Perhaps you got your New Manager position with the help of your boss. Perhaps you inherited a supportive boss when you got your job. Maybe your excellent boss arrived after you did. However you came to work with your “best” boss, losing that person rocks your world.
When the stars line up perfectly, you have a great boss and your growth and success seem assured. You have a person who guides and directs you, supports you, listens to you, laughs with you, shares disappointments with you, and brainstorms solutions with you. You have a leader who sets your goals and career path, opens doors, shares insights, paints the future picture and provides hope. As the country song goes, “You’re gonna miss this.”
What can you do when you learn you will lose your best boss? Here are some actions you can take to keep an element of control and keep your career on track.
Download. Proactively set up time to gather important information and advice from your boss. What is the big-picture plan? What are the important projects, steps, and details? Ask for career advice relative to your company. The short term left for your boss may create a safer space to share more openly and honestly.
Mine. I have always believed that there is opportunity in chaos and churn. With some digging you may uncover new ideas, vistas or needs. There may be a promotion for you in this wave of change. Are there projects you can take over? Could a conversation be had about reorganizing your department? Discuss possibilities proactively with your boss’s boss.
Interview. Ask to be part of the interview process to find your next boss. Prepare a list of benefits to your being on the interview panel. For instance, you know the makeup of the team and the projects in process. You have a unique ability to gauge cultural fit. You deserve to be part of the process. Believe it—and ask for it.
Stay positive. As a manager, it is your job to soften the blow of the news for your team. If you admired your boss, it is likely others did too. Steer the ship through this choppy sea. Model confidence in the future, keep people focused, and provide hope.
Emulate. If your boss is someone you will remember ask yourself what made her so special. What did she do or say that brought out the best in you? How did he navigate the system for the good of the team? How did she break through obstacles while maintaining positive relationships? What made him wise? Remember and emulate the impressive characteristics, habits, relationships and style your good boss had. Notice, learn, emulate, repeat.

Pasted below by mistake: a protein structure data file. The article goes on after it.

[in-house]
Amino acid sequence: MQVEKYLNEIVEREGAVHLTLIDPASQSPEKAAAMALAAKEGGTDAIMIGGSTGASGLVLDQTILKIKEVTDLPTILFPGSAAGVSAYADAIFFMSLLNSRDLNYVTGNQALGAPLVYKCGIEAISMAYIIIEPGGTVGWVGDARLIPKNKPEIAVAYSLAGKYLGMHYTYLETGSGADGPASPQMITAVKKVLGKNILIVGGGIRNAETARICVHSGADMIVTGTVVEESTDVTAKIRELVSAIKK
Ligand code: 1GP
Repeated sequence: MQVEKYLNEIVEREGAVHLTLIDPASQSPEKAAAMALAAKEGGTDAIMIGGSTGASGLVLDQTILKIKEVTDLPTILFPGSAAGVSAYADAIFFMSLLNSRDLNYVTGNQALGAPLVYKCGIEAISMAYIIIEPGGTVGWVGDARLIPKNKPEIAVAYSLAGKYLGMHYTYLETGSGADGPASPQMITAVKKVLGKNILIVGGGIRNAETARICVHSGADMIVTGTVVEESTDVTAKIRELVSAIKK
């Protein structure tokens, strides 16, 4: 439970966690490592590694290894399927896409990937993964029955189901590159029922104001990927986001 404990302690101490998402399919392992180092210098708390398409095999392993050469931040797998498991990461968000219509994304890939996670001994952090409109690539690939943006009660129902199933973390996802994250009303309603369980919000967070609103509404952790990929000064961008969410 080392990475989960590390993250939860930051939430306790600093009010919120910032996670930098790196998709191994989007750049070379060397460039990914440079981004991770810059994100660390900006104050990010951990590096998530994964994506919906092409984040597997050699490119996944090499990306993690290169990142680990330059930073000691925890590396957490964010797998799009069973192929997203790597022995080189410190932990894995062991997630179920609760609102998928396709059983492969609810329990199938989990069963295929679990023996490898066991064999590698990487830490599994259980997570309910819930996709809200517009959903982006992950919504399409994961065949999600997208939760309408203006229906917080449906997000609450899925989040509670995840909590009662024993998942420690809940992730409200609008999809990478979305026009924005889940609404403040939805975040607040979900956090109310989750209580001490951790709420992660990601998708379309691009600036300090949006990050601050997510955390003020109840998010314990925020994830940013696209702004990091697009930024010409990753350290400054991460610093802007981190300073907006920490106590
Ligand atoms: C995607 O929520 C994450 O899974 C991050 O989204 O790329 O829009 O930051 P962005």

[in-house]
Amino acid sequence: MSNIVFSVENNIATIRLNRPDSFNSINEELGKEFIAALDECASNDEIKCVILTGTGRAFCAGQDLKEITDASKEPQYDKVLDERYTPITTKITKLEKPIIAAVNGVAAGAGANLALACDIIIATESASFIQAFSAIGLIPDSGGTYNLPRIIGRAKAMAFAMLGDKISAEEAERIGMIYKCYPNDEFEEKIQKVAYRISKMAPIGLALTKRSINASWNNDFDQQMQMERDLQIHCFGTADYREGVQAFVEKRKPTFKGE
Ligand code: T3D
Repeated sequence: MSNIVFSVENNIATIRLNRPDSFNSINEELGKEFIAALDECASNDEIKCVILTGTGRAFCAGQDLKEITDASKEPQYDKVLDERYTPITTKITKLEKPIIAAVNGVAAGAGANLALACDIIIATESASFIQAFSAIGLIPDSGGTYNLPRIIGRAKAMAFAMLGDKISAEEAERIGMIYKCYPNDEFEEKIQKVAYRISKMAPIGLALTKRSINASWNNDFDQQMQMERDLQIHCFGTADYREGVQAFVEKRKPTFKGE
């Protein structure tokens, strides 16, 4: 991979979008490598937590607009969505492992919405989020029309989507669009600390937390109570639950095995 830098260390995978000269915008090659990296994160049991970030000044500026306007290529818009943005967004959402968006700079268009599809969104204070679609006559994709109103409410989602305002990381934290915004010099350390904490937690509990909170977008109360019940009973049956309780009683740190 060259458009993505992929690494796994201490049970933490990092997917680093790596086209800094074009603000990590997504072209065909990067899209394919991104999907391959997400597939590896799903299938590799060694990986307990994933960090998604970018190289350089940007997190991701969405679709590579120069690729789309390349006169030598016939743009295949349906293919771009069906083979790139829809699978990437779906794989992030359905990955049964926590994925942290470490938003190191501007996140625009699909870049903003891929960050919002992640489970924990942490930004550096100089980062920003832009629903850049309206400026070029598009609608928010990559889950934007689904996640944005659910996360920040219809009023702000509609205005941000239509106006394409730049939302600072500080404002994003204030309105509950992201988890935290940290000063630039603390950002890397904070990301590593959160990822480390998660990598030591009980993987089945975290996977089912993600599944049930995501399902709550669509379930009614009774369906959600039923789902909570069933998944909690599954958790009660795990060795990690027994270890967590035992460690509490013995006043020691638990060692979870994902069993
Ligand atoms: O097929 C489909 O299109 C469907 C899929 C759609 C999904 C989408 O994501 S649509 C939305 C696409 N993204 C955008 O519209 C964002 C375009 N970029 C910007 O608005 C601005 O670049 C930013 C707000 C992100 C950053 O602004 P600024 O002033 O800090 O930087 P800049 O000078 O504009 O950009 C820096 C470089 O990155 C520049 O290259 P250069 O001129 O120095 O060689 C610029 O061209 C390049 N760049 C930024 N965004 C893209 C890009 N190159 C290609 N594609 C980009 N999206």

Losing a terrific leader can shake up anyone. If you accept and manage the new normal, you’ll survive, New Manager, and so will your team.
About the author:
Cathy Huett is Director, Professional Services at The Ken Blanchard Companies. This is the fourth in a series of posts specifically geared toward new and emerging leaders.
Taking the time to reflect on what you really want out of your career and creating a plan is important. In a new column for Fast Company online, Scott Blanchard shares an exercise he uses with career planning.
It’s called “backward planning” and it begins by imagining where you would like to be in 10 years. Where do you see yourself? From there, you move backward to identify where you need to be in nine years, eight years, etc., to ultimately reach that 10-year goal. In Blanchard’s experience, taking a minute to stop, look around, and think about where you are going can help you identify the moves you need to make right now that will get you one step closer to where you want to be.
In addition to taking a “backward” approach to future career growth, Blanchard also recommends that you think through a four-step checklist to make sure that you have the resources you need to set yourself up for success. He uses the acronym PLAN to help make it memorable.
Where are you headed?
When was the last time you took a break from the day-to-day to see what direction you are headed in? Do you have a plan in place for your career success? If it has been awhile, here are four ways to get back on track.
P stands for People and Praise. Find people you can discuss your career with. Reach out and surround yourself with people who will give you support, honest feedback, and encouragement along the way. Who can you add to your career development team?
L stands for Learning. Open your world and identify resources that will keep you growing. Look inside your work world by exploring online courses and other training and development opportunities. Look outside work for special experiences that can broaden your horizons. What’s a new experience you can add to your resume?
A stands for Assessment. Assess your current strengths, weaknesses, and value in relation to your career possibilities. Are there gaps in your current skills or experience that need to be addressed?
N stands for getting past No. Design strategies for dealing with negative situations such as rejection, obstacles, or failures. Few careers proceed exactly as planned. Failure isn’t fatal and setbacks will occur. How can you build resiliency into your plan to help you learn from negative experiences and move forward?
Take some time to evaluate where you are right now. The most successful people maintain a focus on the present and on the future. To read more of Blanchard’s thinking, check out the Fast Company online article, The Wisdom Of The Two Steps Forward, One Step Back Career Plan